The San Francisco County and Alameda County have a high concentration of LEP populations that speak a primary language other than English (44% and 41%) compared with the US average (20%). The San Francisco Bay Area has a long history of language rights advocacy, but there remain gaps in providing language access to LEP populations especially in safety net facilities or community educations and preventions. VHIO was established to fill this gap in interpretation services in the San Francisco Bay Area.
VHIO is a University of California, Berkeley undergraduate student-led organization whose roots trace back to 2007, when it was established as the San Francisco Hepatitis B Collaborative (SFHBC) in partnership with University of California, San Francisco health professional students. SFHBC at Berkeley provided trained bilingual students as Asian language interpreters for two monthly UCSF hepatitis B student-run clinics, which we continue to volunteer at.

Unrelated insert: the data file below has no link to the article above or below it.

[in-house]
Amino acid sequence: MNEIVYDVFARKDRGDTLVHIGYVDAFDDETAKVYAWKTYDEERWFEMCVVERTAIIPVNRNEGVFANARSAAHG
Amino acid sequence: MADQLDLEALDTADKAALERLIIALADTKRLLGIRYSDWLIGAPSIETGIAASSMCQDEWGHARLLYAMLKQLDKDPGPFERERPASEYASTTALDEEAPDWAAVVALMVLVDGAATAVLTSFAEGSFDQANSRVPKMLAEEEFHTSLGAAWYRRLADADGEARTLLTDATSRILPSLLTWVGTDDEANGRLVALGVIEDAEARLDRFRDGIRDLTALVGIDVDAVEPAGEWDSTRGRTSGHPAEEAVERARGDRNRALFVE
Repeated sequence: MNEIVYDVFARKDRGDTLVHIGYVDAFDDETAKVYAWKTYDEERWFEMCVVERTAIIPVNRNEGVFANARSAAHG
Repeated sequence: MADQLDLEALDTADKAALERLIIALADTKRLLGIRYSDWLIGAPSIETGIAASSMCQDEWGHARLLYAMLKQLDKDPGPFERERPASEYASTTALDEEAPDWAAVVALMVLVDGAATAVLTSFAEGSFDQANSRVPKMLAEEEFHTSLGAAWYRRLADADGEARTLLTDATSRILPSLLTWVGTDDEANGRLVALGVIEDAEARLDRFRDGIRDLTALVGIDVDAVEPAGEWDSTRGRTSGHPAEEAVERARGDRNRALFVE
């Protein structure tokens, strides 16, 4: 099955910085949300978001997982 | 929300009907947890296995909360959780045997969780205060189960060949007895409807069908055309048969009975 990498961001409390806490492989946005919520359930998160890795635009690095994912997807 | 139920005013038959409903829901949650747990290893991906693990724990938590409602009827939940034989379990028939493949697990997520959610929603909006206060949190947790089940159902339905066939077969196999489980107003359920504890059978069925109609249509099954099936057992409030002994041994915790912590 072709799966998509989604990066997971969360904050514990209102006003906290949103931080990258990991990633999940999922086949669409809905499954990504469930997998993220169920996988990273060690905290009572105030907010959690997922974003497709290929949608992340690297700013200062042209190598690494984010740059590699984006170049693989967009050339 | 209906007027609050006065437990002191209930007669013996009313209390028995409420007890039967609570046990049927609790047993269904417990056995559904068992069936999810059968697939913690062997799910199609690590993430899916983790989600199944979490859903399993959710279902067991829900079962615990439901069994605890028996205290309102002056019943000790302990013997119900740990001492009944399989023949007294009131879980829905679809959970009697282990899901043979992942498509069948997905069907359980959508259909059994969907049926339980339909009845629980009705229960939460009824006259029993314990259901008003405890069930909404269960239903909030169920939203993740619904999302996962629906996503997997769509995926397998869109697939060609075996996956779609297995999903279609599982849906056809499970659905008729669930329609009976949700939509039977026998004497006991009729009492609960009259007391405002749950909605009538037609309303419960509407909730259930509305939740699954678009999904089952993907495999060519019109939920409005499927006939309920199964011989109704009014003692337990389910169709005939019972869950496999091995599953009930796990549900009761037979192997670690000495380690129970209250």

Dedicated to helping to stop the spread of hepatitis B, SFHBC partnered with organizations such as the San Francisco Hepatitis B Free Campaign and helped at various screening, vaccination, and education events. Four hundred million people worldwide suffer from chronic hepatitis B infection, which tragically can lead to liver cancer early in adult life. It is the 10th leading etiologic cause of death in the world. Fortunately, the spread of the hepatitis B virus is preventable with a simple, safe, and effective vaccine.
Due to an increase in demand for interpretation services, we have been expanding to provide interpretation and volunteering services for a broader range of issues beyond hepatitis B. In August 2010, SFHBC at Berkeley was renamed the Volunteer Health Interpreters Organization (VHIO) to reflect its expanded scope of language capacities and its service base across the San Francisco Bay Area.
Committed to outreach, we are continually establishing new partnerships and volunteering opportunities.
VHIO Language Capacities